Due to the predisposition of T1D patients to develop other AID, the policy of our Diabetes Center during the last three decades had been to screen every T1D patient for AIT, CD and pernicious anemia (PA) at diagnosis and annually thereafter. These data were documented consistently in the medical files. Evidence for autoimmunity was defined serologically by the presence of positive organ-specific antibodies, with or without overt disease. The AID were classified as follows: thyroid autoimmunity-positive antithyroid antibodies with either normal or abnormal thyroid function; CD-positive serological tests confirmed by abnormal duodenal biopsy; latent CD-persistent positive serological tests with a normal duodenal biopsy; PA-positive parietal cell autoantibodies with low vitamin B12 levels and anemia; ‘other’ AID-rheumatoid arthritis, systemic lupus erythematosus, chronic idiopathic thrombocytopenic purpura, psoriasis, vitiligo, inflammatory bowel disease, and autoimmune hepatitis.
Our institutional diabetes registry records every new-onset diabetic patient referred to our clinic. The registry is consecutive and includes demographic data (date of diagnosis, date of birth and gender). For each familial case, we randomly assigned the next age- and -gender-matched, consecutively diagnosed patient with sporadic T1D.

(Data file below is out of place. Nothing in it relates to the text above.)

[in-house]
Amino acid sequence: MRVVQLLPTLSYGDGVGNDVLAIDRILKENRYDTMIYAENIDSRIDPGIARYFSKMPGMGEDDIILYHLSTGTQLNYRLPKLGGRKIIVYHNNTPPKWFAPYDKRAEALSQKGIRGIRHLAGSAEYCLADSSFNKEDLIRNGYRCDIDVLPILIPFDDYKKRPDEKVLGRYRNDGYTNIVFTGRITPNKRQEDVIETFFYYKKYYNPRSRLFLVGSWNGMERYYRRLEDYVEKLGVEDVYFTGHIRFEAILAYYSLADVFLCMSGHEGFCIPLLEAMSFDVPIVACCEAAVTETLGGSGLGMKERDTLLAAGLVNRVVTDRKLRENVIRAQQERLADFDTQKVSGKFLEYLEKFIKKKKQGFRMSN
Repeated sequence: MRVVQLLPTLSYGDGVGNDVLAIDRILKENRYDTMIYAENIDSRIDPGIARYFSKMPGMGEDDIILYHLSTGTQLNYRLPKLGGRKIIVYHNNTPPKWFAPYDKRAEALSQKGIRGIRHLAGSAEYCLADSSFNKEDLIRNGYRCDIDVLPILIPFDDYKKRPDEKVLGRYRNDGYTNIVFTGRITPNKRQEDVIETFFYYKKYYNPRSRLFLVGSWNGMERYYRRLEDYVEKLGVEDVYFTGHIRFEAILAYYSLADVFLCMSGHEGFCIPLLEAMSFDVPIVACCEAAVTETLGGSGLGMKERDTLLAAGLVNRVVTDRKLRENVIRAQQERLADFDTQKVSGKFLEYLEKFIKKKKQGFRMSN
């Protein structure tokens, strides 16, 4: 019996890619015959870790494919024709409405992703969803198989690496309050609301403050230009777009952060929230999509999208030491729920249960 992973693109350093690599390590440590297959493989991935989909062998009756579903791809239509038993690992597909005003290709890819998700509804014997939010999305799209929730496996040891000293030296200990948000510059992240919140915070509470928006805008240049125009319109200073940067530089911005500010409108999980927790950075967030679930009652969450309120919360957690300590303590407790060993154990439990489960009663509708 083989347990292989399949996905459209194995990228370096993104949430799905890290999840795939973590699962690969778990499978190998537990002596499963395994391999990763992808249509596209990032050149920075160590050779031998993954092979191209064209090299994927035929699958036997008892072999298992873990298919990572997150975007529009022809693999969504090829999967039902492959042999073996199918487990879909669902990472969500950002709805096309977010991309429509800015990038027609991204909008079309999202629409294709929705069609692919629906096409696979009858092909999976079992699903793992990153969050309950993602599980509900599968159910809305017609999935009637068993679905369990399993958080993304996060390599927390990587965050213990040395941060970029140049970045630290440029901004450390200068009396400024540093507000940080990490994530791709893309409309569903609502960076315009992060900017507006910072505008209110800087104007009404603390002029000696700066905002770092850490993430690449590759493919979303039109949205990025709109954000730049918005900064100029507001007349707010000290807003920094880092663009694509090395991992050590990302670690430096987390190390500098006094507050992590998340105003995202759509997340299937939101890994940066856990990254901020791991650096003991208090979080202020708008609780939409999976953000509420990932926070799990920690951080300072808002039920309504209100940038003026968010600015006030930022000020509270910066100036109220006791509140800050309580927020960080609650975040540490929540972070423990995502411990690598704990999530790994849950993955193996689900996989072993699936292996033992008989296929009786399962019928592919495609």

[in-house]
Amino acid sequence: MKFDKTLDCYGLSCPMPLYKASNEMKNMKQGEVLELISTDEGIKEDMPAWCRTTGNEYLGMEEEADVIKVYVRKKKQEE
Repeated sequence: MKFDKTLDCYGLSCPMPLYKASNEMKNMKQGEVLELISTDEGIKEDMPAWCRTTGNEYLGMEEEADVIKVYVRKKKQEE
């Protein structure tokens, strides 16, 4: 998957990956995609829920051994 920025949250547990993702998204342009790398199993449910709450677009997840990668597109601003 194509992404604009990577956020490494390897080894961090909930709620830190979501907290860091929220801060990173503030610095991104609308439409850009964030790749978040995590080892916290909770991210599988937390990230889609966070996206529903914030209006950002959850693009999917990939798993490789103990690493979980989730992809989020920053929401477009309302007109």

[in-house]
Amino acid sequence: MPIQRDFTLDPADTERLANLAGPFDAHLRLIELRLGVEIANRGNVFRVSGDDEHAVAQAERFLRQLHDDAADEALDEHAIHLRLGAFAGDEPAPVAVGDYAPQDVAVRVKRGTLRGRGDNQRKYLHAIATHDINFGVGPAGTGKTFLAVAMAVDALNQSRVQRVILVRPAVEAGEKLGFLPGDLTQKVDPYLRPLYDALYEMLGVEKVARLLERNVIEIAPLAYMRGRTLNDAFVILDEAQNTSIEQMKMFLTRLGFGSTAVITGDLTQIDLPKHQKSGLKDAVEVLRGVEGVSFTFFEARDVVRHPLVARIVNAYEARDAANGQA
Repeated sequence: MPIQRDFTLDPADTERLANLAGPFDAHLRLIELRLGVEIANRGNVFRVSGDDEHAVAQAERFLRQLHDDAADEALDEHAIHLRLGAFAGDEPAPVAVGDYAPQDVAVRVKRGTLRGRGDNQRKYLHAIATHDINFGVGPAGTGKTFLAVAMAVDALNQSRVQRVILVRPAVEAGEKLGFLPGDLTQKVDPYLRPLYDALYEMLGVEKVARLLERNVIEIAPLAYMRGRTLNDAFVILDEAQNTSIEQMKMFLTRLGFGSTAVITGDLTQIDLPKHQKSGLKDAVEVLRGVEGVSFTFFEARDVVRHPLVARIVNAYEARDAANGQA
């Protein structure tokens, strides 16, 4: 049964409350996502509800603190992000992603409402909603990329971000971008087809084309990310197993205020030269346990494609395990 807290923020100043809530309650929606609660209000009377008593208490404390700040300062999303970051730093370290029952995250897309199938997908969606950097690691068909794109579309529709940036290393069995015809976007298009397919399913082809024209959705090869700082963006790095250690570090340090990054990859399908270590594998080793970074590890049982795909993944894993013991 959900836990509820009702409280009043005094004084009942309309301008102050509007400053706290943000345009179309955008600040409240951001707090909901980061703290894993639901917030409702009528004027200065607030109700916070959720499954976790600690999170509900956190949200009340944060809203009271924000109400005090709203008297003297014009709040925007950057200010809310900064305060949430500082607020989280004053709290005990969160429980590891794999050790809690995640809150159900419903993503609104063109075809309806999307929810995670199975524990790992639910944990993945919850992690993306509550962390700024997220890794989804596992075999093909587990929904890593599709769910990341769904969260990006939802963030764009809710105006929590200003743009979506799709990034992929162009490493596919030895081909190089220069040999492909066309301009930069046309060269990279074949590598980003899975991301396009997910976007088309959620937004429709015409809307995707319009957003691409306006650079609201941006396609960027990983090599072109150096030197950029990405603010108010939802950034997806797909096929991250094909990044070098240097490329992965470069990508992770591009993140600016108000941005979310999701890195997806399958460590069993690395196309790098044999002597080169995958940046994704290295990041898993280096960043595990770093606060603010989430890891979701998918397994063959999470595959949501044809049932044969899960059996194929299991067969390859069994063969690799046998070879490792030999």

Extracted from the medical files of each patient were: date of birth, gender, number of nuclear family members, date of diagnosis of T1D; data on coexistent autoimmunity, including date of diagnosis and type of autoimmunity (thyroid, celiac, gastric, and ‘others’); the presence of AID in first-degree relatives (type of disease and affected family member) reported at initial history-taking. Frequency of AID within each nuclear family was calculated by adding the total number of additional AID in the family divided by the number of first-degree relatives.